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REGIONS MIDDLE EAST & AFRICA


IT FIRM WEBB FONTAINE PLANS TO OPEN AN AFRICAN AI DEVELOPMENT CENTRE TO DEVELOP TRADE SOLUTIONS. ALEX IRWIN-HUNT REPORTS


due to the coronavirus pandemic. As a zone spanning 54 countries — home to a combined 1.2 billion consumers and $2.5tn of gross domestic product—the AfCFTA has been called the “mostambitious free trade project since the World Trade Organization itself”. While full implementation of AfCFTA is


T


CURRICULUMVITAE ALIOUNE CISS


2021 WebbFontaine Chief executive officer


Previously Asycuda Regional Co-ordinator for Africa, Unctad


expected to take several years, trade facilitation — which includes measures to reduce red tape and simplify customs procedures — through AfCFTA has the potential to boost income across Africa by $292bn by 2035, according to World Bank estimates. Indeed, if Africa’s percentage of global trade increased by just 1%, this would add a $70bn annual boost to the continent.


AI-poweredtrade solutions One firm hoping to play its part is Webb Fontaine. The Dubai-based developer of IT solu- tions announced plans last November to set up an artificial intelligence (AI) research and devel- opment (R&D) centre on the continent to focus exclusively on trade solutions. Although Webb Fontaine already has several


R&D teams worldwide, including in France, Switzerland, Armenia, Ukraine and the Philippines, the company’schief executive is bull- ishonthe potential of their first African centre. “There is a huge amount of talent in Africa,


[and] we strongly believe that African youth have the capacity and ambition to develop great IT solutions,” says Alioune Ciss, thecompany’s chief executive as of January. “We’ve seen this with development of technology in electric payments and mobile money, which is developed much more in Africa than any other region,” he adds. Previously, Mr Ciss spent 24 years at the


UN’s Conference of Trade and Development (Unctad), coordinating IT projects in the Middle


WESTRONGLY BELIEVE THAT AFRICAN YOUTHHAVE THE CAPACITYANDAMBITION TO DEVELOP GREAT IT SOLUTIONS


88


he African Continental Free Trade Area (AfCFTA) was officially launched on January 1, 2021, after months of delays


Facilitating Africa’s trade renaissance


INTERVIEW: ALIOUNE CISS


East and Africa, including a decade implement- ing Asycuda, a computer management system for foreign trade. By developing GPS-based technology and AI


solutions to isolate risks and streamline trade processes, such as tracking goods and regula- tions, the new centre aims to build on Webb Fontaine’s previous projects in countries such as Nigeria, Nepal, Bahrain, Benin and Panama.


Pan-African talent While a single African location for the centre is yet to be determined, Mr Ciss intends to source talent from across the continent, looking at technology hubs such as Lagos, Nairobi and Accra, but also Francophone countries. “Within the Covid environment,werealised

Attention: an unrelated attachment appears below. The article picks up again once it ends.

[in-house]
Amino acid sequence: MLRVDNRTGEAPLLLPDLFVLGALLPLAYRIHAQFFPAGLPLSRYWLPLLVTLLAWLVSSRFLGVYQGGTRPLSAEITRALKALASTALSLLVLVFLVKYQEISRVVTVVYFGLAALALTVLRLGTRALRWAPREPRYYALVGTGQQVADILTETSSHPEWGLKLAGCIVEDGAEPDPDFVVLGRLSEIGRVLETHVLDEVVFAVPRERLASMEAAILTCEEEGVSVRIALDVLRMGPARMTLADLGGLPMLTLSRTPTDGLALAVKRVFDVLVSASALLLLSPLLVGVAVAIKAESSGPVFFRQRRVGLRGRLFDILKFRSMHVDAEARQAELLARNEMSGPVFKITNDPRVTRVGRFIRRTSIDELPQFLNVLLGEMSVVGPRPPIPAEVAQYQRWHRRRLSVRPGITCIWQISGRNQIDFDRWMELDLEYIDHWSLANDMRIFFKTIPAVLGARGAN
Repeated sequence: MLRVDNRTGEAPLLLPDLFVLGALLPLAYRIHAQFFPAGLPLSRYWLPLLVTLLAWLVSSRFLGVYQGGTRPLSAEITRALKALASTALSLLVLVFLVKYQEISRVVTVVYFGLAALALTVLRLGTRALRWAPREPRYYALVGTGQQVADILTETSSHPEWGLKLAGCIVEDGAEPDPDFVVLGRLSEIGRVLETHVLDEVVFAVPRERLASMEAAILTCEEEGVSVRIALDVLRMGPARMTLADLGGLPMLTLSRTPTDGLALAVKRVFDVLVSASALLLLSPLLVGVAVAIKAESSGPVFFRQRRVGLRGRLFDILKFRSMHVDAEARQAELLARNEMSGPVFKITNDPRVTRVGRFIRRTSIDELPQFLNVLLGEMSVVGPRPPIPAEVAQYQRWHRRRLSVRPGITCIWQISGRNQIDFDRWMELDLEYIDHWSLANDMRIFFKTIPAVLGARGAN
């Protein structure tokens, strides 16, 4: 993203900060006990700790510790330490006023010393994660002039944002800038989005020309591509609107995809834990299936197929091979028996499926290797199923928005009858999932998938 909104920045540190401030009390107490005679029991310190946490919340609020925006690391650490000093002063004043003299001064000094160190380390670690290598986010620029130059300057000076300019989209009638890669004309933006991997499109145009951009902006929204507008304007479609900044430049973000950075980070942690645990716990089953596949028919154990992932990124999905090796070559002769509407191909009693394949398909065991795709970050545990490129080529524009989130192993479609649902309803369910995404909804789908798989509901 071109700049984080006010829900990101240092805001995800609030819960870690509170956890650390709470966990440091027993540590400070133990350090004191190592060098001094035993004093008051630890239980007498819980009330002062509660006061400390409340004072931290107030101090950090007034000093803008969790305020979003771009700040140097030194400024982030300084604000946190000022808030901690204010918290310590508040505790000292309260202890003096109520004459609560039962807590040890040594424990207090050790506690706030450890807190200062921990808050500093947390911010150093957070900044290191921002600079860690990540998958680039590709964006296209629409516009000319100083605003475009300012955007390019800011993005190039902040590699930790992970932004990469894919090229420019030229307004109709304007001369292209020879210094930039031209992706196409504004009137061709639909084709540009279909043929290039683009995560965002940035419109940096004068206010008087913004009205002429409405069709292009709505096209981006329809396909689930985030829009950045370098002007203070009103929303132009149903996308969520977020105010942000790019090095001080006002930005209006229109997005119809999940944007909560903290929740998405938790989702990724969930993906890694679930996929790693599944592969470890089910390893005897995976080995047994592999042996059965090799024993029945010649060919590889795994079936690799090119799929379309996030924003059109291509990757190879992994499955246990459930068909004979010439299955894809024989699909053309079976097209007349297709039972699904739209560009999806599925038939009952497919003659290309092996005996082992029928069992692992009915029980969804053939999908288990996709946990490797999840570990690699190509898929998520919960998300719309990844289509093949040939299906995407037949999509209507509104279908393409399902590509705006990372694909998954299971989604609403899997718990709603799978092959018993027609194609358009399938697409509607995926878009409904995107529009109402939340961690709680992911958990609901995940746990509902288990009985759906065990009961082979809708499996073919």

that the location is notimportant,”MrCiss says, adding that they are simply seeking talent with capacity in the “best” working environments. Webb Fontaine will also be exploring possi-


bilities to work together with entrepreneurs. “We are looking more and more to see how


we can work with start-up companies on differ- ent subjects around trade,”MrCiss says, adding that they have approached some electronic pay- ments firms and will explore financing start- ups focused on trade in the future.


The keytoAfCFTA “AfCFTA brings a lot in terms of new legislation and regulation,” says Mr Ciss, who adds that Webb Fontaine hopes to help implementation on a national and regional level. But for Mr Ciss, the main issue is reconcil-


ing wariness between different trading part- ners across the continent, whether that be within countries or across borders. One major issue is so-called certificates of origin, which provide assurances of where goods have been produced and where there has been value added. “If you have real added transformation, you’ll be able to trade within countries without paying duties and taxes,” saysMrCiss. If AfCFTA is to succeed in lifting 38 million people out of extreme poverty, solutions such as Webb Fontaine’s could play a key role. “We believe if done properly, digitalising all


the process will allowcountries to gain trust in one another, which is the most important thing” says Mr Ciss.■


www.fDiIntelligence.com February/March 2021


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